It is perhaps reflective of current investment thinking that a person with almost two decades at a hedge fund is now leading a family offices practice at Verdence, the US RIA.
A Maryland-based wealth management house says it has identified two problems faced by ultra-high net worth families.
Verdence Capital Advisors told Family Wealth Report that it reckons UHNW clients have two “bookended problems": Individual families who are personally managing the complexities of significant wealth - with disparate accounts, financial and tax strategies, and a multitude of service professionals to govern - and families who manage the burden of a single-family office unnecessarily and are not receiving a shared cost structure, access to unique investment strategies and have multiple layers of financial, tax and legal advice.
“Our focus will be to identify and educate both. Whether they ultimately choose our multi-family team or not, educating UHNW individuals of the game-changing options available to them is an important part of the work we do,” the firm, which also has offices in Alexandria, Virginia and Los Angeles in California, said.
Untying the knots of families’ wealth - a sort of ongoing project management function - is for some a pretty good description of what family offices are set up for.
Verdence recently appointed Mike Harris to lead its multi-family office division. He came over after spending almost two decades at Campbell & Company LP, a multi-billion-dollar hedge fund where he was most recently its president. That a person with a strong background in alternative investment took up a family offices role demonstrates the close connections. (The connections can be even stronger when one considers how many hedge fund firms have reinvented themselves as family offices, although this has been largely to avoid regulations on firms running non-family money.)
The firm, which has fewer than 1,000 clients (it does not disclose exact numbers) talked to FWR recently about issues associated with alternative investments such as private equity, a subject that remains hot as clients seek the illiquidity premium from private market assets when conventional equity yields have been squeezed.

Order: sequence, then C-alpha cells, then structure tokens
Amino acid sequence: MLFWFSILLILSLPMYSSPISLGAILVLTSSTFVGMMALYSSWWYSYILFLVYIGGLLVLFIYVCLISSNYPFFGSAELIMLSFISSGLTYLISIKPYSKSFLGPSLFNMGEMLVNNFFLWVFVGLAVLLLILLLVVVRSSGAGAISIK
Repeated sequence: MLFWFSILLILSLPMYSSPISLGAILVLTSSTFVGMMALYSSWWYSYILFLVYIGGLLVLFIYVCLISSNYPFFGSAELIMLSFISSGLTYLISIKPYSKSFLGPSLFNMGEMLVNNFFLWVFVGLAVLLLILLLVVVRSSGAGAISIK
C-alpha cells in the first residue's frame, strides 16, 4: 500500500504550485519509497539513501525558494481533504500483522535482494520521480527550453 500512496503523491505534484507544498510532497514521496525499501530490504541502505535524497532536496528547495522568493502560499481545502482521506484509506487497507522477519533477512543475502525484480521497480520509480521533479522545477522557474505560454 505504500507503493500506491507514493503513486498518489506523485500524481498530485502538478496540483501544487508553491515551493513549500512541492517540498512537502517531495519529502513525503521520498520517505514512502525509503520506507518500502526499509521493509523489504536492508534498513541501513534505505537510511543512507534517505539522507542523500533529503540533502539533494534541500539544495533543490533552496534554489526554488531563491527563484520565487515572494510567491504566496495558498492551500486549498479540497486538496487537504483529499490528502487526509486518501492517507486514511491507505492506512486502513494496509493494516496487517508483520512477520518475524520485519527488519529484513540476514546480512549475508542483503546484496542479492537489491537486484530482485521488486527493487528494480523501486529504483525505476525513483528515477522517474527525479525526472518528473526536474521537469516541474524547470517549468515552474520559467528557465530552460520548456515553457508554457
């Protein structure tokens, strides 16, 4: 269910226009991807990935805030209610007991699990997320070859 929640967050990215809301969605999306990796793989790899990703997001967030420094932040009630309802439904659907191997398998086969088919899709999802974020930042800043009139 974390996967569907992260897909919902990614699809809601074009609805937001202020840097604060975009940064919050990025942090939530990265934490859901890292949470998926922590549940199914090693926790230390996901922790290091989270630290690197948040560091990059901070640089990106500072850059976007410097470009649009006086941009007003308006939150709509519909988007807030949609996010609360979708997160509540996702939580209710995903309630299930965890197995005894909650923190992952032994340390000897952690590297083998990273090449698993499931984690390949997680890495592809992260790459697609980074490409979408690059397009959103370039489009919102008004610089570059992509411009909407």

And Verdence argues that the Security & Exchange Commission’s recent adjustment to its “accredited investor” regime, potentially widening some access to otherwise hard-to-enter alternative assets, was overall a good move.
“The SEC’s recent decision to widen the term “accredited investor” is a step in the right direction to enable more investors to be able to benefit from the same opportunities in alternative investments that our high net worth clients already enjoy,” the firm said.
The business has operated as an independent RIA since July 2017 under its present name. The original firm started as The Kelly Group within Merrill Lynch; then it became Kelly Wealth Management, an RIA within Hightower.
The business says it targets family office clients and is fee-only, with no commissions, soft dollars or sponsorship. Its ideal traditional private client has $5 million or more in wealth and as far as MFO clients are concerned, it seeks those with $35 million or above.
In the DNA
“Alternative investments is part of the conversations we are having with clients. The higher net worth, the more likely that conversations are going to be two-way….they [clients] bring us deals and we can talk about them,” Leo Kelly, chief executive, told FWR.
“The higher net worth, the more likely that conversations are going to be two-way….they [clients] bring us deals and we can talk about them. With family offices and UHNW clients, it is normal for clients to contact us and say they’d like to invest in this or that…..and ask what we think,” he said. “Our presence in the private equity world is evolving and it is part of our DNA.”
Trying to time markets, whether in public or private markets, is typically a pointless exercise, Kelly continued. “I always push back against the question `is now a good time to get into private equity’? “The answer is always `yes’. The point is what private equity.”
Kelly added that now is a “great time” to invest in distressed debt and mezzanine funds, given the stresses that a number of firms are under amid the pandemic.